Report: Morgan Shepherd, 72, set for Daytona 500 attempt

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He made history last July when he ran the NASCAR Sprint Cup Series race at Loudon, and now, Morgan Shepherd wants to break his own record as the oldest driver to start a Cup race.

Shepherd turned 72 years old in October, and would beat his old mark of 71 if he makes the field for this year’s Daytona 500. Per the Sporting News’ Bob Pockrass and other media reports, Shepherd will attempt to qualify for the ‘500 in the No. 93 Toyota with backing from the Support Military Foundation.

The car is from BK Racing, but not owned by BK. Interestingly, Shepherd’s Loudon start came for in the No. 52 BK Motorsports Ford – a different team and separate organization, run by Brad Keselowski’s older brother Brian Keselowski.

The BK Racing team will field rookies Alex Bowman and Ryan Truex in its two Toyotas for the full season. By comparison, those two combined are only 41 years old (Bowman 20, Truex 21), some 31 years younger than Shepherd.

Shepherd has not attempted to qualify for the 500 since 2006, when he missed the show. He also failed to qualify in 1999 and 2005 since he last made the field in 1997, driving the No. 1 Delco Remy America Pontiac for Richard Jackson. He finished second to the late Davey Allison in the 1992 ‘500, driving for the Wood Brothers.

In 2007, James Hylton, who was also 72 at the time, attempted but failed to qualify for the Daytona 500.

Marco Andretti confident that fewer tests won’t hurt Andretti Autosport

Photo: IndyCar
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A small point of debate around the 2018 aero kit has been the manufacturer test days that took place through the Fall of 2017 and into the beginning of 2018. Chiefly, the debate has centered around teams who hadn’t participated in those manufacturer test days and if they’re starting the 2018 Verizon IndyCar Series season at a disadvantage as a result.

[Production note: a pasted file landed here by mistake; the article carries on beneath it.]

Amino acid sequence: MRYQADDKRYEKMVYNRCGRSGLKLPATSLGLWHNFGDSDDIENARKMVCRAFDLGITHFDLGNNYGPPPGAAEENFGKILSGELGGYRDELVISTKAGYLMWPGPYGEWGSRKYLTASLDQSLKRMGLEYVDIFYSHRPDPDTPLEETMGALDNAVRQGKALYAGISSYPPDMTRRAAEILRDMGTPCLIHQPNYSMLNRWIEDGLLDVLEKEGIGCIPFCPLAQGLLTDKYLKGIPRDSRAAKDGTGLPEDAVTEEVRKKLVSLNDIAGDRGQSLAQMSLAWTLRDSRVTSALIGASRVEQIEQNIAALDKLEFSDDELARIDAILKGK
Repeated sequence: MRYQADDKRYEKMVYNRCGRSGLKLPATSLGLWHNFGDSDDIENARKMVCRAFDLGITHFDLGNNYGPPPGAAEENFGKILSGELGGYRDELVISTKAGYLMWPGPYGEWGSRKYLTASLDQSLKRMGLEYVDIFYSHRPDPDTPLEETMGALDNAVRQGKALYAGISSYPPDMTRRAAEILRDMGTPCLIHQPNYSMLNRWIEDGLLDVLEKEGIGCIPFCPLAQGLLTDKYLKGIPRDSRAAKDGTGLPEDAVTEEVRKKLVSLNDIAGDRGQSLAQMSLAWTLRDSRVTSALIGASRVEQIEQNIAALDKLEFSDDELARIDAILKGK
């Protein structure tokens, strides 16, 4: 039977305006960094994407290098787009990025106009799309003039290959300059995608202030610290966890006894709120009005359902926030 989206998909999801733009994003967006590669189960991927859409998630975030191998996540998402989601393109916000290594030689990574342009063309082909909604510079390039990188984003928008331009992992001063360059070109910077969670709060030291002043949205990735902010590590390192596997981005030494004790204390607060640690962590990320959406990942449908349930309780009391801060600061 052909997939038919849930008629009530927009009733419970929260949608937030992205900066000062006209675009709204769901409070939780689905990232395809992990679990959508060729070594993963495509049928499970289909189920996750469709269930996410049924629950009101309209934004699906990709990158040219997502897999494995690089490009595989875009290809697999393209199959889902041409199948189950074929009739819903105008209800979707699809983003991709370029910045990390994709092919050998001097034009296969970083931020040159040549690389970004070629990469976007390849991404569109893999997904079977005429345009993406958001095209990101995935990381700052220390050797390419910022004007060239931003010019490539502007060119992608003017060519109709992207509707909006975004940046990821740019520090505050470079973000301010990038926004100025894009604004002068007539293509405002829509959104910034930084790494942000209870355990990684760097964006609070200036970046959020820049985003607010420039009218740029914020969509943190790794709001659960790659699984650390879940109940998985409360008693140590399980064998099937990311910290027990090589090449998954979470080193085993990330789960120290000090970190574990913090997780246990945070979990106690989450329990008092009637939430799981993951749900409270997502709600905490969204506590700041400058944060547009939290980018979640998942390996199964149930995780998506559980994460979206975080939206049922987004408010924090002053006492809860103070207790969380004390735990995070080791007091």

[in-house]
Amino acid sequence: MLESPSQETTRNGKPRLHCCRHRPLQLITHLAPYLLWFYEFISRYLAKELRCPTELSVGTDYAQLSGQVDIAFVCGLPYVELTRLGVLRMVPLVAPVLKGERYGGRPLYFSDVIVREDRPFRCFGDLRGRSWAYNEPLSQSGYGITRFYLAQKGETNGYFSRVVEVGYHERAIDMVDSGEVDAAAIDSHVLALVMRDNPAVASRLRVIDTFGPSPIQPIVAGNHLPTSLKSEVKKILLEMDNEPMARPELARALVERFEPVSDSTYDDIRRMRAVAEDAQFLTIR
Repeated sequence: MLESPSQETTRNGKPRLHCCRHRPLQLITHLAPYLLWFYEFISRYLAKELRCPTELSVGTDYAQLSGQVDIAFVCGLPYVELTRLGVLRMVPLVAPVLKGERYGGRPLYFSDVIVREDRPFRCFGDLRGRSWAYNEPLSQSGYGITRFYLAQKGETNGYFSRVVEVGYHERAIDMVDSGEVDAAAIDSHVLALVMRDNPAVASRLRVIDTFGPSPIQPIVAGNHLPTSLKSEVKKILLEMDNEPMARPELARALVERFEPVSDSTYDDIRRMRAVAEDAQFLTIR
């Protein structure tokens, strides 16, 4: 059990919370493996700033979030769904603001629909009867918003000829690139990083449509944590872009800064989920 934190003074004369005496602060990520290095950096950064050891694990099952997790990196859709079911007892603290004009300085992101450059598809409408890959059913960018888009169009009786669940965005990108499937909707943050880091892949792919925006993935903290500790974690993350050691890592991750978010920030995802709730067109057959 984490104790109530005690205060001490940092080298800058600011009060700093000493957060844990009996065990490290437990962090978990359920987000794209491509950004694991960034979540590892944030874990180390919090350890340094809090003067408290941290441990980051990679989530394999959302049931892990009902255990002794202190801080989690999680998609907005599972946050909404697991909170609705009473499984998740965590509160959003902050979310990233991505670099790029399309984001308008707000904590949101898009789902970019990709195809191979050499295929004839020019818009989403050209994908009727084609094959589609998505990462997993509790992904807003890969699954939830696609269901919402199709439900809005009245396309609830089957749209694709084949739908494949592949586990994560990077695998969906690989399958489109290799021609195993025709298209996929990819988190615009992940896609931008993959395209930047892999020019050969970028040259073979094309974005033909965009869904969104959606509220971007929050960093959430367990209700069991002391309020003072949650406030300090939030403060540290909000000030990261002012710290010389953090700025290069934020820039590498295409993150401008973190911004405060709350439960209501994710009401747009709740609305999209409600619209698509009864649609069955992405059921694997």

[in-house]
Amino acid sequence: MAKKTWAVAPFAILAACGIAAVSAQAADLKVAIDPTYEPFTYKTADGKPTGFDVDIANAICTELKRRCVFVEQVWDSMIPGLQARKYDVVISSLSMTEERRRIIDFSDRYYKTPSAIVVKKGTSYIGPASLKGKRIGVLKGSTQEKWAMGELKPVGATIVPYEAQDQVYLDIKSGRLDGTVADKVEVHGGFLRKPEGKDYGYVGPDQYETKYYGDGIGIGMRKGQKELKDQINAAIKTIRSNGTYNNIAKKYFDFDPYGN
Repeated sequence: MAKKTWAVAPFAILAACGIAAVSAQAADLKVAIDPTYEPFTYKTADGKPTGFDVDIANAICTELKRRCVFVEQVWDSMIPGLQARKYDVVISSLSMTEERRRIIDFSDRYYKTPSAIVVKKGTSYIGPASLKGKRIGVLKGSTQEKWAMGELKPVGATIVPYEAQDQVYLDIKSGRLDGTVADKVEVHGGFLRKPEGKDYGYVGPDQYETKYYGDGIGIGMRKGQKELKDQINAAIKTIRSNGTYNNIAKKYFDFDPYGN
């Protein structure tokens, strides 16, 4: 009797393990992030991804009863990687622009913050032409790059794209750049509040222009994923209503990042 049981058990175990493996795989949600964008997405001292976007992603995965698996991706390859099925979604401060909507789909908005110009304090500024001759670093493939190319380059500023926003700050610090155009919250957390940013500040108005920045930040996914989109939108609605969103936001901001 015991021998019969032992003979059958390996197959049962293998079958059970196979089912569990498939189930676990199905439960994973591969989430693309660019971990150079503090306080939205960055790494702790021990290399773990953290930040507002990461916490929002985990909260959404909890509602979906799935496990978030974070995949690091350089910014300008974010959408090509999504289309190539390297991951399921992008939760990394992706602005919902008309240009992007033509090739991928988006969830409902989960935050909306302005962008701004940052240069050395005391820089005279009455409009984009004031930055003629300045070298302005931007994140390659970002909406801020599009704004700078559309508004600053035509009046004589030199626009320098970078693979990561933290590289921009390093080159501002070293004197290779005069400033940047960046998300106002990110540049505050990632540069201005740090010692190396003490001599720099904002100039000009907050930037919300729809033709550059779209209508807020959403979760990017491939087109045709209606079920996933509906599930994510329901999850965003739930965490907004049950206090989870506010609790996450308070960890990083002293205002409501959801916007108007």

Team Penske, Ed Carpenter Racing, and A.J. Foyt Racing completed test days for Chevrolet, with Schmidt Peterson Motorsports and Chip Ganassi Racing doing so for Honda.

That left teams like Andretti Autosport out of the mix, with some voicing concerns as a result.

However, in a press conference during testing at ISM Raceway last weekend, Marco Andretti explained that he thinks Andretti Autosport should be able to catch up on development, citing the team’s resources – they’re the only IndyCar team with four full-time cars in their stable – and the fact that everyone is still adapting to the new kit.

“I feel like it’s early enough days that, yes, we can catch up,” Andretti said at ISM Raceway. “When there is anything new, a new car, new aero kit, at-track days are huge. We can sim all these things we want. To really get out there and confirm what we’re learning back at the shop is another thing.”

Ryan Hunter-Reay during testing at ISM Raceway. Photo: IndyCar

Andretti continued, “Yeah, I don’t think we should look at it like we’re behind the eight ball. With a four-car team, that’s where we can use it to our benefit. So far so good.”

Teammate Ryan Hunter-Reay, echoed Andretti’s sentiments, adding that while the situation is not perfect, they will need to adapt to it in order to remain competitive.

“Any time you have a new car, to put it into perspective, we’re on track three days on a road course before we get to (the season open in St. Petersburg). That’s a very short amount of time. It’s obviously not ideal, but we’re just going to lace up our boots and get on with it. That’s all you can do.”

Andretti Autosport will have one more team test, at Sebring International Raceway later on in February, before the season-opening Firestone Grand Prix of St. Petersburg.

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